1. (Mis)match your rides. Aim to balance the speed of your rides. If you want to ride with a group or someone who is faster, ride with them on their slow day when you want to do a fast ride. Hopefully, since they have to ride slow and you are supposed to be riding faster, the speed of the ride will balance and satisfy both riders.
2. Hill repeats. If you’re always waiting for someone at the top of a hill, stop waiting and start riding. Go back down the hill or just halfway and climb it again. You won't be sitting around waiting, and the extra climbing will make you more tired, so you might not have to wait on the last few hills. If you're the one being waited for, suggest this strategy to the faster rider.
3. Slipstream. If you‘re the slower rider, take shorter turns (or no turns) on the front in the wind. If you’re the faster rider, let the slower rider sit on your wheel for as long as they need to or for the whole ride. The energy savings for the slower rider in the slipstream, combined with the extra effort of the faster rider who is pulling on the front, should help even out the disparity between the cyclists. This strategy works in a group setting, too. Just make sure everyone knows if you won’t be taking a turn at the front.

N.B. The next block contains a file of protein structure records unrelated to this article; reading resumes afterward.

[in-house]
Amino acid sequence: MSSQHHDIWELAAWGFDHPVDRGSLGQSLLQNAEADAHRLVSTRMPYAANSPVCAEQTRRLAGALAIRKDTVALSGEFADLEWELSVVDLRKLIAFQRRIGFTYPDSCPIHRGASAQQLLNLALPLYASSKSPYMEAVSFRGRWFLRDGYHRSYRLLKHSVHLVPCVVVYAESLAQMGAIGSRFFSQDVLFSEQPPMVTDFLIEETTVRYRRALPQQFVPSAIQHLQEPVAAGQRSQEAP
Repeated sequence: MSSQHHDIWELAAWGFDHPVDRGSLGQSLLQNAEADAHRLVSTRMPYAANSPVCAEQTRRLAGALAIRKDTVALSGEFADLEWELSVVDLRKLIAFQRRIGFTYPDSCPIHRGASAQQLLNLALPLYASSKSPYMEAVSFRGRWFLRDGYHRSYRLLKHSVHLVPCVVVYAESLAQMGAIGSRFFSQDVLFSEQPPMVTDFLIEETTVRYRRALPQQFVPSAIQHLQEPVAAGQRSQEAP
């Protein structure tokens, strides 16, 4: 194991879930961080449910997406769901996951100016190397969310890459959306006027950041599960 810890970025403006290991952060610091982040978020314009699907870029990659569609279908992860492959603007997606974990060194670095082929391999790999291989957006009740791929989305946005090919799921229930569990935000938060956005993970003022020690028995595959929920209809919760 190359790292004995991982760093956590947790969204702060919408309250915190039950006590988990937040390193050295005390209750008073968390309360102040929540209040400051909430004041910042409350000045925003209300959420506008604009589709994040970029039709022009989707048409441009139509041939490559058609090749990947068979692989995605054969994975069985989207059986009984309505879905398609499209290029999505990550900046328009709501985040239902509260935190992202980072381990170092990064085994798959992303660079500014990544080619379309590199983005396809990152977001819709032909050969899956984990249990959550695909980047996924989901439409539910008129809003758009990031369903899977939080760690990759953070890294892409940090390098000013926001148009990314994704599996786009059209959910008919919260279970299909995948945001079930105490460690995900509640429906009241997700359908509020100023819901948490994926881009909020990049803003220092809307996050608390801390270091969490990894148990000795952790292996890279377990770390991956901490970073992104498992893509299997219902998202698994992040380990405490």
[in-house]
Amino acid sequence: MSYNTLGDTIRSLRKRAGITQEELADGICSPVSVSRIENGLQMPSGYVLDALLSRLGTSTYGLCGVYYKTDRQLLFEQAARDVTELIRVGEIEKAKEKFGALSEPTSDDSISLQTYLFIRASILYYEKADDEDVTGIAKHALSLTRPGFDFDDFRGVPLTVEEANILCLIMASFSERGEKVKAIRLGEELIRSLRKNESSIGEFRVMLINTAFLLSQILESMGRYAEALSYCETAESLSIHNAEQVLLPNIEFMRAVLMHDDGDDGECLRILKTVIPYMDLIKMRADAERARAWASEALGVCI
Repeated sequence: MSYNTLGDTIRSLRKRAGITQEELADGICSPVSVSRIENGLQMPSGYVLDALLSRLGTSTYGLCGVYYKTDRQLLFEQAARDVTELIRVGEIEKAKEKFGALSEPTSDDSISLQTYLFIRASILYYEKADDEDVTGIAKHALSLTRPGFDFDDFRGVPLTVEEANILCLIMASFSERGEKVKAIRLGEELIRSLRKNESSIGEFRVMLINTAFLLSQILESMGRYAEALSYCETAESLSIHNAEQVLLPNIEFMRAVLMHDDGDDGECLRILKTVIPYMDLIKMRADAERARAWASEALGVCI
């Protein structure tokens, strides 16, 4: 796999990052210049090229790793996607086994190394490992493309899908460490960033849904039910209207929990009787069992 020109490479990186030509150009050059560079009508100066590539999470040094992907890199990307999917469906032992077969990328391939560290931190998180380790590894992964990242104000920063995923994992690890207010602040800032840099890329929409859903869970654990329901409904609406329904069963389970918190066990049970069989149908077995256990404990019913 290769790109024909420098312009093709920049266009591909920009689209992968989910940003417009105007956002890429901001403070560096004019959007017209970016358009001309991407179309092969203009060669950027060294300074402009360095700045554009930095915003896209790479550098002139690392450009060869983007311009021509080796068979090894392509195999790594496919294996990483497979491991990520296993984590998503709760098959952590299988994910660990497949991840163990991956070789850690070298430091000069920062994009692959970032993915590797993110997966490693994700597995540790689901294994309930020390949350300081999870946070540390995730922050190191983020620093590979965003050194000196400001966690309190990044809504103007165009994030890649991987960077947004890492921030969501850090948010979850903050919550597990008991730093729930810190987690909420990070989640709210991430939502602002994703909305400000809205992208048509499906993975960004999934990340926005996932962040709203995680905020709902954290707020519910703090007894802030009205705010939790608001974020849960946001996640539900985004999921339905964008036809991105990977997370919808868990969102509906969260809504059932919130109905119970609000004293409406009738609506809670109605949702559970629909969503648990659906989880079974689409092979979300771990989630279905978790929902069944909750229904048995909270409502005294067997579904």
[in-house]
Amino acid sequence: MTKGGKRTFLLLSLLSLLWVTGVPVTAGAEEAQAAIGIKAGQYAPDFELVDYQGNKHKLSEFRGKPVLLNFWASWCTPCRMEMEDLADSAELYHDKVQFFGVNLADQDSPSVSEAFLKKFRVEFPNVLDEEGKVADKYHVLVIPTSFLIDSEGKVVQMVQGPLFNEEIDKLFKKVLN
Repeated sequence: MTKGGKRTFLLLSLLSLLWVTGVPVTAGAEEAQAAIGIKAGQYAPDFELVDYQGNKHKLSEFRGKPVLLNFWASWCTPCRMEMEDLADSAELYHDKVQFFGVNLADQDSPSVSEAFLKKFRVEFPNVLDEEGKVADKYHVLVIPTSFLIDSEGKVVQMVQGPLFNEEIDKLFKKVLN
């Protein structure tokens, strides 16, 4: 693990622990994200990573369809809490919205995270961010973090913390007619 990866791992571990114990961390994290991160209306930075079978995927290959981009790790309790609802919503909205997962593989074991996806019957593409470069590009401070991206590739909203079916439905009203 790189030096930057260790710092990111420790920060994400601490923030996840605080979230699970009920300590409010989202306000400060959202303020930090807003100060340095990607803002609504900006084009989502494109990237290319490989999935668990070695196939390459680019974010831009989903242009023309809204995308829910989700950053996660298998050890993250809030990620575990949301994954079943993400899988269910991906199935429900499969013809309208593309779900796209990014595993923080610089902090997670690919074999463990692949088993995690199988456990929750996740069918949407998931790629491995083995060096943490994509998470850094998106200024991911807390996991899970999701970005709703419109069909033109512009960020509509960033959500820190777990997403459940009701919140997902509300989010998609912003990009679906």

4. Communication.The most important factor in cycling compatibility is communication. If riders know what to expect, they won't be irritated when they are forced to wait or feel bad if they are holding up a group. Before your ride, talk about distance, speed, route, where you will congregate if you split up on a hill, and whether or not you feel strong enough to do some work in the pace line or if you'll be sitting in for the whole ride.
5. Relax. Whether you are the faster or slower rider, remember that everyone had to start somewhere. Don't stress about having to wait for someone or making someone wait. Every rider was a beginner and every rider, no matter how fast, has been dropped. Just relax and enjoy the ride!
Sarah Bonner writes for www.WomensCycling.ca, which contributes the Women on Wheels column that runs each month in RBR Newsletter.